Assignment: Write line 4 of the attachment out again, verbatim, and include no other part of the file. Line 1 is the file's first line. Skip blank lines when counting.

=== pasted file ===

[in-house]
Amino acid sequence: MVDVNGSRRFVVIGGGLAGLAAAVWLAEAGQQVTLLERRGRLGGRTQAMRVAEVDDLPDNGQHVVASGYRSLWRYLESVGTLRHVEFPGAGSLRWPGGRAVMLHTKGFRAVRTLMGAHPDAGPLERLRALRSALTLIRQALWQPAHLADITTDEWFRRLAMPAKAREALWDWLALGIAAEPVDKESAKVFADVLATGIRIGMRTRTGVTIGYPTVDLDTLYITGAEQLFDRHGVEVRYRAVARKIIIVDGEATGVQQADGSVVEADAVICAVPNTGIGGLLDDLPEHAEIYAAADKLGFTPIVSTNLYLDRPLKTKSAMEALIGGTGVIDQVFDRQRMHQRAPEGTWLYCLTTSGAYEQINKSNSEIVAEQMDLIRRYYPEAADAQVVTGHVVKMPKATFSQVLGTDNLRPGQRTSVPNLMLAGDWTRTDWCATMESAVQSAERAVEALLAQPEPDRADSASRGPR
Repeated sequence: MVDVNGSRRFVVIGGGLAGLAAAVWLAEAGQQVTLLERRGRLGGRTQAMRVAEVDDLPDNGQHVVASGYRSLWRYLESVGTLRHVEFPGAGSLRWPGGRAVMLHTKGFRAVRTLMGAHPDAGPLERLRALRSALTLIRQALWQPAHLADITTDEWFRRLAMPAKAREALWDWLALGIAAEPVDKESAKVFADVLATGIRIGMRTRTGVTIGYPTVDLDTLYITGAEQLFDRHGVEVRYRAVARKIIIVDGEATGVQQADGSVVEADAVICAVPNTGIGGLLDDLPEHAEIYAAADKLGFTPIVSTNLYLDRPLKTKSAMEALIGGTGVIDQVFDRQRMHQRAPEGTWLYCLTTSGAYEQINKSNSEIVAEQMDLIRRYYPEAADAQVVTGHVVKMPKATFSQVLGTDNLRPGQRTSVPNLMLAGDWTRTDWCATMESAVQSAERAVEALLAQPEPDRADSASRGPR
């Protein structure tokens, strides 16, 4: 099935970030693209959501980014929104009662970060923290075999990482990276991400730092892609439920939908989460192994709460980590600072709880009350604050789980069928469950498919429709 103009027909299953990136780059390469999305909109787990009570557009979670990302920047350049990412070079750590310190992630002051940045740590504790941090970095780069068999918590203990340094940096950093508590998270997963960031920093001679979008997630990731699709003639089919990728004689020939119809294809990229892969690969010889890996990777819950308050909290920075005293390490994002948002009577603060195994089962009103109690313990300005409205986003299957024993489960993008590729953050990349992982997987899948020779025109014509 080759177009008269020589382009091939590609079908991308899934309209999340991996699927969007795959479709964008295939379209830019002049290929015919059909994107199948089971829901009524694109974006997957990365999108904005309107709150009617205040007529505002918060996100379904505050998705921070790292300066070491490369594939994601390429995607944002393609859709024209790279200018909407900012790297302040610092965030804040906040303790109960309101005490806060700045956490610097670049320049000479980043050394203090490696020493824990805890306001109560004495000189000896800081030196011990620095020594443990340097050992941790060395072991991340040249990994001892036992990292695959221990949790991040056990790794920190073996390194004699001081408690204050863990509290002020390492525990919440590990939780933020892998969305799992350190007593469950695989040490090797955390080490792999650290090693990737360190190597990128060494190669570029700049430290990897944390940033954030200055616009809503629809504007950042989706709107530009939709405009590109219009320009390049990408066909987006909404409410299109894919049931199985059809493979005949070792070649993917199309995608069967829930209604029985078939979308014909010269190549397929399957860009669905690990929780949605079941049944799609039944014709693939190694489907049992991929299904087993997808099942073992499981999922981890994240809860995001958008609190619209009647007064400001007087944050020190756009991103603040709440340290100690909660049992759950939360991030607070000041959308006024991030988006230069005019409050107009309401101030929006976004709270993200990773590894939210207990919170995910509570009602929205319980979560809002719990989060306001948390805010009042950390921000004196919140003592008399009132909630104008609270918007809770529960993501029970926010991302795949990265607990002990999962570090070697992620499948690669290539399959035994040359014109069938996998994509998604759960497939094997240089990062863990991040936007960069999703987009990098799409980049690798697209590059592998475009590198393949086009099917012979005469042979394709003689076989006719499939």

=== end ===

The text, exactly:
């Protein structure tokens, strides 16, 4: 099935970030693209959501980014929104009662970060923290075999990482990276991400730092892609439920939908989460192994709460980590600072709880009350604050789980069928469950498919429709 103009027909299953990136780059390469999305909109787990009570557009979670990302920047350049990412070079750590310190992630002051940045740590504790941090970095780069068999918590203990340094940096950093508590998270997963960031920093001679979008997630990731699709003639089919990728004689020939119809294809990229892969690969010889890996990777819950308050909290920075005293390490994002948002009577603060195994089962009103109690313990300005409205986003299957024993489960993008590729953050990349992982997987899948020779025109014509 080759177009008269020589382009091939590609079908991308899934309209999340991996699927969007795959479709964008295939379209830019002049290929015919059909994107199948089971829901009524694109974006997957990365999108904005309107709150009617205040007529505002918060996100379904505050998705921070790292300066070491490369594939994601390429995607944002393609859709024209790279200018909407900012790297302040610092965030804040906040303790109960309101005490806060700045956490610097670049320049000479980043050394203090490696020493824990805890306001109560004495000189000896800081030196011990620095020594443990340097050992941790060395072991991340040249990994001892036992990292695959221990949790991040056990790794920190073996390194004699001081408690204050863990509290002020390492525990919440590990939780933020892998969305799992350190007593469950695989040490090797955390080490792999650290090693990737360190190597990128060494190669570029700049430290990897944390940033954030200055616009809503629809504007950042989706709107530009939709405009590109219009320009390049990408066909987006909404409410299109894919049931199985059809493979005949070792070649993917199309995608069967829930209604029985078939979308014909010269190549397929399957860009669905690990929780949605079941049944799609039944014709693939190694489907049992991929299904087993997808099942073992499981999922981890994240809860995001958008609190619209009647007064400001007087944050020190756009991103603040709440340290100690909660049992759950939360991030607070000041959308006024991030988006230069005019409050107009309401101030929006976004709270993200990773590894939210207990919170995910509570009602929205319980979560809002719990989060306001948390805010009042950390921000004196919140003592008399009132909630104008609270918007809770529960993501029970926010991302795949990265607990002990999962570090070697992620499948690669290539399959035994040359014109069938996998994509998604759960497939094997240089990062863990991040936007960069999703987009990098799409980049690798697209590059592998475009590198393949086009099917012979005469042979394709003689076989006719499939």